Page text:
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De Morgan, Campbell Greig (DNB00)

DE MORGAN, CAMPBELL GREIG (1811–1876), surgeon, was born at Clovelly in Devonshire in 1811, the youngest of the three sons of Colonel De Morgan of the Indian army, Augustus [q. v.] being his elder brother. He was educated at University College, London, and afterwards at the Middlesex Hospital. In 1842 he became assistant-surgeon there, and full surgeon on the retirement of Mr. Tuson. In conjunction with Mr. John Tomes he contributed a valuable paper to the Royal Society on the ‘Development of Bone,’ which gained him the fellowship, and was printed in the ‘Philosophical Transactions’ for 1852. He wrote the article ‘Erysipelas’ in Holmes's ‘System of Surgery,’ 1860, and in 1872 a work on the ‘Origin of Cancer.’ This was a subject to which he had paid great attention, having studied it during thirty-four years in the special cancer wards of the Middlesex Hospital. The versatility of his powers was shown by the lectureships he successively held. In 1841 he lectured on forensic medicine; in 1845 he succeeded Mr. Tuson in the chair of anatomy; afterwards he lectured on physiology; and on the retirement of Mr. Shaw became sole lecturer on surgery. In addition to his professional attainments he was a thorough musician, and had considerable artistic taste and ability. Under a somewhat cold manner he possessed great kindness and warmth of heart, and his last act was one of devoted attention to his old friend, Lough the sculptor. After sitting up with him through the night, he returned home in the cold of an early morning and caught a fatal chill. He died on 12 April 1876.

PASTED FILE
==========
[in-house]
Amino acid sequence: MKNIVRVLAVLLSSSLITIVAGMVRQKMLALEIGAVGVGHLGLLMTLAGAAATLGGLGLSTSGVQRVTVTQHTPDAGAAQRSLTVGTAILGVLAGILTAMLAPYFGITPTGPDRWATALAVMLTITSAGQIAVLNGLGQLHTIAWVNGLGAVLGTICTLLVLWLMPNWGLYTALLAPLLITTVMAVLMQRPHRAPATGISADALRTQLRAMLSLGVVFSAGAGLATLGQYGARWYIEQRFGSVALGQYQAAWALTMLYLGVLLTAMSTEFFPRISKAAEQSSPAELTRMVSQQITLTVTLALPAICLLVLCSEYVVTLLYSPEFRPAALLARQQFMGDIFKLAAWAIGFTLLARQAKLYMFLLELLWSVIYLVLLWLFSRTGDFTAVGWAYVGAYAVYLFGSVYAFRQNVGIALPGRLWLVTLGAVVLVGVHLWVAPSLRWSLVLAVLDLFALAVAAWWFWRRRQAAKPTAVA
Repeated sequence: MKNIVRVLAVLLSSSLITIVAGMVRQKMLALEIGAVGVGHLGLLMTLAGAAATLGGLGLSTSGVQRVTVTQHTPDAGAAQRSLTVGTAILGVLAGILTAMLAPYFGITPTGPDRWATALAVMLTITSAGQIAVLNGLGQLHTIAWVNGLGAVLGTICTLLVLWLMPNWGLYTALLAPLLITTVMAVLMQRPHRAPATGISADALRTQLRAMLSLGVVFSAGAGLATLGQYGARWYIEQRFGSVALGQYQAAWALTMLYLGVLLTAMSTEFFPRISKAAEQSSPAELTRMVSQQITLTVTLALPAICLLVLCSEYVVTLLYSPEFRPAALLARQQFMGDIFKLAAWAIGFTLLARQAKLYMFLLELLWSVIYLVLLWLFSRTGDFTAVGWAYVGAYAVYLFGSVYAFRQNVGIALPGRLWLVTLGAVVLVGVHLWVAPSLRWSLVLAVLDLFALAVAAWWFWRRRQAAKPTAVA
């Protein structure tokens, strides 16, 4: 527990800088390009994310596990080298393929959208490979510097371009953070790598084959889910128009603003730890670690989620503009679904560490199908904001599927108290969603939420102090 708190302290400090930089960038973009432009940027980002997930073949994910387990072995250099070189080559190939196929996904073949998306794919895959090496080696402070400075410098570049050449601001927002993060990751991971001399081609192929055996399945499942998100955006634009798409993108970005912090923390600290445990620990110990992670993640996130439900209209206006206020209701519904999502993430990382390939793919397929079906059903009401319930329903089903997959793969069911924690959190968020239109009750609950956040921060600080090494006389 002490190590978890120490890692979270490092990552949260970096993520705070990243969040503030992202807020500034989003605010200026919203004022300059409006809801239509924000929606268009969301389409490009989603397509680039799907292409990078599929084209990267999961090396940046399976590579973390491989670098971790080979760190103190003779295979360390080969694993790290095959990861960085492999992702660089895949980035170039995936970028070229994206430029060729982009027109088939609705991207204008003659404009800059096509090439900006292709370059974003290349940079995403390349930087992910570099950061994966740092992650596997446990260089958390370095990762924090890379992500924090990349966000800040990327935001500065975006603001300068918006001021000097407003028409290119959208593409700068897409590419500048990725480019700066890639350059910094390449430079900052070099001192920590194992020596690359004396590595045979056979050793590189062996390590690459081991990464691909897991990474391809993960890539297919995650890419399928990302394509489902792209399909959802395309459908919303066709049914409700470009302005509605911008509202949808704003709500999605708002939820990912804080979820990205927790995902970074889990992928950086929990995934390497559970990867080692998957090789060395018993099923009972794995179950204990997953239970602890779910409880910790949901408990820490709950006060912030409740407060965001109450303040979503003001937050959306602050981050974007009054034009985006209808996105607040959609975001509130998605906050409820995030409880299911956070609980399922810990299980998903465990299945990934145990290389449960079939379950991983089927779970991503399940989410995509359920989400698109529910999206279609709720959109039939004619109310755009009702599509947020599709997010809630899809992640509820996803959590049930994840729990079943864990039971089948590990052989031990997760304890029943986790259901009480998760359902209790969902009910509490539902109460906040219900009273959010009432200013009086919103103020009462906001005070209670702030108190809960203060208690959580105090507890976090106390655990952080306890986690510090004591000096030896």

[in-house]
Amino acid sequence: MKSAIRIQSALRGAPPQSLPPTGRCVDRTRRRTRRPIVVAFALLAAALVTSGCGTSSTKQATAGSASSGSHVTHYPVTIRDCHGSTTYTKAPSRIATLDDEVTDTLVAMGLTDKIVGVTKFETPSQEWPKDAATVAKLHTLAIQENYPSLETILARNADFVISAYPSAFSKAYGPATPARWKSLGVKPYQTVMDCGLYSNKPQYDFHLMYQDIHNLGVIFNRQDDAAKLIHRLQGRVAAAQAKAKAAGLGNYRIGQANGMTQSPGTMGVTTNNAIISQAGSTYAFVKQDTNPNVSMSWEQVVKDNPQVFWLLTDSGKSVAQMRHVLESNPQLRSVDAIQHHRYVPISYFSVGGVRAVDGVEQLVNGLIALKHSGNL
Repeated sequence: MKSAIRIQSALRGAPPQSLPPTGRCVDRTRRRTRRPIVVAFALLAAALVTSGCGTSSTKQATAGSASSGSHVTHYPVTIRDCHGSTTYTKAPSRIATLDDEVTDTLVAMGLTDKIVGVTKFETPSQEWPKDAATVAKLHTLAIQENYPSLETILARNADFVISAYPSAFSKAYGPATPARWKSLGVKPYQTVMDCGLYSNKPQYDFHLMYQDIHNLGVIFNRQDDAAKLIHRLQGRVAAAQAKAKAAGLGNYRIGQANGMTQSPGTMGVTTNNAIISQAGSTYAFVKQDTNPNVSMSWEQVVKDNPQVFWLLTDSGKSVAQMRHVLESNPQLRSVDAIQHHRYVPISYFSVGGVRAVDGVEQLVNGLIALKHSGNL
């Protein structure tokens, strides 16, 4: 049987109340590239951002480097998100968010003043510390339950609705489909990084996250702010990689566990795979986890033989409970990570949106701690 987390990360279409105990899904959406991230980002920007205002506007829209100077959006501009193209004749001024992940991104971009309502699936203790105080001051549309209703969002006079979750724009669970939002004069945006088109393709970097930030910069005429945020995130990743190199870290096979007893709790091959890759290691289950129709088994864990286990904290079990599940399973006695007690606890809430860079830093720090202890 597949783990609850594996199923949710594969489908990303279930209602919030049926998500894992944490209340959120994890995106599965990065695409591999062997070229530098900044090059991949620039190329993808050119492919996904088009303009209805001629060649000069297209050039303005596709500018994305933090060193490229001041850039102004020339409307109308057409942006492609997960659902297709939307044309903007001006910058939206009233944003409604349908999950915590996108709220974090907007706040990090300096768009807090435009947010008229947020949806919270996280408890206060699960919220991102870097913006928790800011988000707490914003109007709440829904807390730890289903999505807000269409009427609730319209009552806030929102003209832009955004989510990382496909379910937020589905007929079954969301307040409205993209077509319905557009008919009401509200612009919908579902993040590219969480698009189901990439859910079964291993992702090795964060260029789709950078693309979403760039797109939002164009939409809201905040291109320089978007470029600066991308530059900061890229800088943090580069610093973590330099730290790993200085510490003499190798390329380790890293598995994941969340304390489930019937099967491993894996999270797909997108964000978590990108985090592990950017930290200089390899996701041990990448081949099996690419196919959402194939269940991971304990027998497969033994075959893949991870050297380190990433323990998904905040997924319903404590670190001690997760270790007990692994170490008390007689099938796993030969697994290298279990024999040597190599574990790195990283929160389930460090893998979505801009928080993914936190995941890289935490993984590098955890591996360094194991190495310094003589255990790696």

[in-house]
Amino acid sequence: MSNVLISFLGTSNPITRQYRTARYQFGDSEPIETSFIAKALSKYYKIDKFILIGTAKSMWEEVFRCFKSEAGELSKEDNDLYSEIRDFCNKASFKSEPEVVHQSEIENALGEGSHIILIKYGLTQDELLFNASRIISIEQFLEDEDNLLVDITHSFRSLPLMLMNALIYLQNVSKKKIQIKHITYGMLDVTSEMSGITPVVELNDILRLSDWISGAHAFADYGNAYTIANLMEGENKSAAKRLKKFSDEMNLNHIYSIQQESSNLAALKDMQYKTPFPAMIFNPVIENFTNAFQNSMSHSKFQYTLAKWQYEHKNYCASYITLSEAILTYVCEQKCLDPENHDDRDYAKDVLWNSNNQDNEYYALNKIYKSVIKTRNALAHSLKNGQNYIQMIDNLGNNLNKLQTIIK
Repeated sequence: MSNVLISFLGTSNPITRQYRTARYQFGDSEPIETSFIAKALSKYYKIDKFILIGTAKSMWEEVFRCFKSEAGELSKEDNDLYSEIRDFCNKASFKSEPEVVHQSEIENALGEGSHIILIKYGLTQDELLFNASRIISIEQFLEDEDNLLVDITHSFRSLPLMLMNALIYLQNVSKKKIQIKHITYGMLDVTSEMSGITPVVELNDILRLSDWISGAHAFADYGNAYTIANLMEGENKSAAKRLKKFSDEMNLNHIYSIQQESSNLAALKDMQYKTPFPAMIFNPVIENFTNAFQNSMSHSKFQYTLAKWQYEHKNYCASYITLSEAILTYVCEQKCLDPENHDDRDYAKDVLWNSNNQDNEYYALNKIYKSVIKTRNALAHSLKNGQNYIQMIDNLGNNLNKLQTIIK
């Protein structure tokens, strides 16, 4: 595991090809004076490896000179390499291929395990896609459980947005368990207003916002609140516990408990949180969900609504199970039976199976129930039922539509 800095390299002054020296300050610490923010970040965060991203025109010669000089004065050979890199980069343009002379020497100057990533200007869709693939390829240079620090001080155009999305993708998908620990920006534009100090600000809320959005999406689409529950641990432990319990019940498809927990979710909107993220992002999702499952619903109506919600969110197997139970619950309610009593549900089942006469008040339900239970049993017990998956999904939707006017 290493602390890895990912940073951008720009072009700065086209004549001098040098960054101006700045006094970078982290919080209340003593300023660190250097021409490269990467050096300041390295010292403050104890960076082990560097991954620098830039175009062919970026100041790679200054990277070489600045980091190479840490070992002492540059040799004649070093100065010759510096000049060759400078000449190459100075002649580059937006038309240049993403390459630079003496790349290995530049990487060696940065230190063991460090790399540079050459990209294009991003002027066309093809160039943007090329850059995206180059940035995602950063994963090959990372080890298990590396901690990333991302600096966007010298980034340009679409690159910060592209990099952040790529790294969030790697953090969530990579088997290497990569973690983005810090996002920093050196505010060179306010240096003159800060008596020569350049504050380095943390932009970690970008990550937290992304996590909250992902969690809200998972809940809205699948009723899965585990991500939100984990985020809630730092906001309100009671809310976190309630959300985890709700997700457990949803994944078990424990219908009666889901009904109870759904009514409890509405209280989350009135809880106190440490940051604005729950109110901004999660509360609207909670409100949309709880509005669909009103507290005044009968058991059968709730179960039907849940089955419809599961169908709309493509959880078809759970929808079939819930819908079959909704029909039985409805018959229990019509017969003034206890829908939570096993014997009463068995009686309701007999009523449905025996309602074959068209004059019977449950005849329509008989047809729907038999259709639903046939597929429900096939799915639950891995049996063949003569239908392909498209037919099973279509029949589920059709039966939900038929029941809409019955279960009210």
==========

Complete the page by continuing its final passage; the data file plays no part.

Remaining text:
[Lancet, 22 April 1876; private information.]

J. D.